Caucuses provide stage for workings of democracy

Members of most state political parties will gather Tuesday, Feb. 7

T.W. Budig
ECM Capitol Reporter

It’s a chance to shape the political parties and the fortunes of candidates.

Minnesotans will caucus on Tuesday, Feb. 7, gathering in neighborhoods across the state for an exercise in democracy.

“It’s always a big deal,” said Minnesota DFL State Party Chairman Ken Martin of the caucuses.

DFL Secretary of State Mark Ritchie views the caucuses as a chance for people to arrange the “building blocks” of parties by molding party platforms.

Beyond this, Ritchie sees the caucuses as providing candidates willing to spend the time, make the phone calls and wear out the shoe leather, with a means of making their political mark without spending a lot of money.

Caucuses can be wellsprings of new ideas, Martin said.

He cites an idea out of a northern Minnesota caucus in the 1950s that Hubert Humphrey latched onto, an idea about helping that eventually took the shape of the Peace Corps.

This year, a presidential year, will add zest to the caucuses as Republicans and Democrats will feature presidential straw polls.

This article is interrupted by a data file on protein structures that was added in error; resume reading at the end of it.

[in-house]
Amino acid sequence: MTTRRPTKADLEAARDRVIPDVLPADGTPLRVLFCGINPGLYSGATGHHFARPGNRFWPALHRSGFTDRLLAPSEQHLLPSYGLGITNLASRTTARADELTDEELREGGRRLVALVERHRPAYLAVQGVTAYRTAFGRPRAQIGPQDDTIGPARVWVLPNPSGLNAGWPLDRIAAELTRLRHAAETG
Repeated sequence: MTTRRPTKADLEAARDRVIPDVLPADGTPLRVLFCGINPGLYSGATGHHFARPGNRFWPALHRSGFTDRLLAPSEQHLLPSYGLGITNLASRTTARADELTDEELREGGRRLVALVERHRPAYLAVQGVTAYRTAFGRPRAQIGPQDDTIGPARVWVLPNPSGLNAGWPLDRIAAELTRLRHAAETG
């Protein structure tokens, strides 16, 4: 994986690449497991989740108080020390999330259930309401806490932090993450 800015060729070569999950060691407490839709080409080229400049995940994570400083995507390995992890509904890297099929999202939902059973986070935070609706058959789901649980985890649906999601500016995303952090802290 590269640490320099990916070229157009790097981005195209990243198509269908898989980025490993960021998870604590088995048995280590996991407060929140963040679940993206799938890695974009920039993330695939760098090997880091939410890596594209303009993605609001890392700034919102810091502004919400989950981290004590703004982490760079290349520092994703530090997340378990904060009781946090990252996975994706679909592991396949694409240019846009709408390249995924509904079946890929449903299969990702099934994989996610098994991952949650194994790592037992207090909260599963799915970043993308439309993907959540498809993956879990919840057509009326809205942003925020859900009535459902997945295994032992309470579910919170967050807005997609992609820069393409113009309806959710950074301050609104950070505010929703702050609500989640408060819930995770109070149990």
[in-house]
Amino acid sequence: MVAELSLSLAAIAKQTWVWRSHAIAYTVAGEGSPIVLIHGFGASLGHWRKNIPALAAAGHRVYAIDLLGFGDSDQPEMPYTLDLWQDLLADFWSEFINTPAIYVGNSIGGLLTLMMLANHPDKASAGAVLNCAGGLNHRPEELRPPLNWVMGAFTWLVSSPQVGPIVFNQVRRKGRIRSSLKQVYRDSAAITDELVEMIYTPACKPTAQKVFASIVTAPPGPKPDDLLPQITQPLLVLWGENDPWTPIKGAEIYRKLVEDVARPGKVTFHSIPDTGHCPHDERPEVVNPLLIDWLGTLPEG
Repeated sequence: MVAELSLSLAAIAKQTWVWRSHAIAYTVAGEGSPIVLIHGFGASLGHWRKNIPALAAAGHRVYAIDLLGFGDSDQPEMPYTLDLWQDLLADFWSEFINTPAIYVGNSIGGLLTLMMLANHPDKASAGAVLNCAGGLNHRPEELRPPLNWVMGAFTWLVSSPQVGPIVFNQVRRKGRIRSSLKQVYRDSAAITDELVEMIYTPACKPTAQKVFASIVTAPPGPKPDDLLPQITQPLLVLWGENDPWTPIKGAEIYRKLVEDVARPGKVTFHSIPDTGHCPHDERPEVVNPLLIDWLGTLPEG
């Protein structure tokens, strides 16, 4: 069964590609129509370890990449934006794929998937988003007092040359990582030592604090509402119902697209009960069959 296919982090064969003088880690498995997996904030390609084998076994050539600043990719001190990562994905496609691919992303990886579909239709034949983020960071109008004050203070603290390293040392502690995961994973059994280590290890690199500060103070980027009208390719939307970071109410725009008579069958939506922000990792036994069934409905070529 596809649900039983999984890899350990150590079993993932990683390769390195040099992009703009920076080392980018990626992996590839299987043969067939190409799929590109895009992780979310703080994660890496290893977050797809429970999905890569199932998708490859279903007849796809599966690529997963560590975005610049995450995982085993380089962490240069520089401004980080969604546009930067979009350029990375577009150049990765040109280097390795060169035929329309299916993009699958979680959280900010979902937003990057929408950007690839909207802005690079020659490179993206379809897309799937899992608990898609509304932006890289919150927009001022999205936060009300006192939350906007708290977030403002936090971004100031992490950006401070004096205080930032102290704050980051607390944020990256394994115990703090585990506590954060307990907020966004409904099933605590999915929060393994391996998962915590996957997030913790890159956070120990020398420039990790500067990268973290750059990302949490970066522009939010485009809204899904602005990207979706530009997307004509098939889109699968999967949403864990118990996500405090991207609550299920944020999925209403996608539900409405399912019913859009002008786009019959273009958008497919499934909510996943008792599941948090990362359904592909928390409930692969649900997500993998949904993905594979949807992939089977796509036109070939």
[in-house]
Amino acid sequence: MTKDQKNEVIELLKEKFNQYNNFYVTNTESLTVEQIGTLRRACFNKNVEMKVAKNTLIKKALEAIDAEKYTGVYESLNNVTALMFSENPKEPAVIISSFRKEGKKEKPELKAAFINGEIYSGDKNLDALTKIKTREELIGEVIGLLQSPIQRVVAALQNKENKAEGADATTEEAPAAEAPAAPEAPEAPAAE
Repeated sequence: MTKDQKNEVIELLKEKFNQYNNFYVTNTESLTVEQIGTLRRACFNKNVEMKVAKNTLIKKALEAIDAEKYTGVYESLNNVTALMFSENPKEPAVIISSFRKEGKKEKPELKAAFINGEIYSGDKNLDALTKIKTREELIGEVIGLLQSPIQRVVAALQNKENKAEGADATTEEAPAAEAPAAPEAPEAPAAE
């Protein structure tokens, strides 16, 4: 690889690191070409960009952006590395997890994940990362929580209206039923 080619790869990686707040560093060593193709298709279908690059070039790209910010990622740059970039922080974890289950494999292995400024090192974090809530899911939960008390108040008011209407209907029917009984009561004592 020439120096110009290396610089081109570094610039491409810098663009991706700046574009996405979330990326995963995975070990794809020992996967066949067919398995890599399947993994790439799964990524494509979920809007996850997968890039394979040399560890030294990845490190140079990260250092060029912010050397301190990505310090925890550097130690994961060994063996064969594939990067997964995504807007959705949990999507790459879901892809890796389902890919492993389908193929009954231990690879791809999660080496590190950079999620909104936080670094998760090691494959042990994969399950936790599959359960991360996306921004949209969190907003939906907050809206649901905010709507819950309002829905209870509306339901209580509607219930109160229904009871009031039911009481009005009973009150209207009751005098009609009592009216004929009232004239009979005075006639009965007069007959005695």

In 2008, in a presidential race matching Sen. Hillary Clinton against Sen. Barack Obama, some 220,000 Democrats caucused in a record-setting display of fervor.

“I remember standing in a line a mile long,” Martin quipped.

Republican officials are hopeful of a big caucus turnout for their non-binding presidential straw poll.

Innovative Approach

Some of the parties are getting innovate in their approach to the caucus.

The Independence Party of Minnesota this year is hosting a live, online caucus.

“I’d love to see a hundred people (participate),” said IP Chairman Mark Jenkins. Jenkins expects a few glitches, but also foresee the use of technology continuing into the future.

Details about the live, online IP caucus can be found on the party’s website: www.independenceminnesota.org.

The IP will have caucuses at more than 40 locations on Feb. 7 — Edina, Bloomington, Eagan, Minnetonka, Plymouth, Coon Rapids, Stillwater, elsewhere.

To find where to caucus, check the Secretary of State’s website under “Elections” for a caucus-finder to locate the caucus in your neighborhood.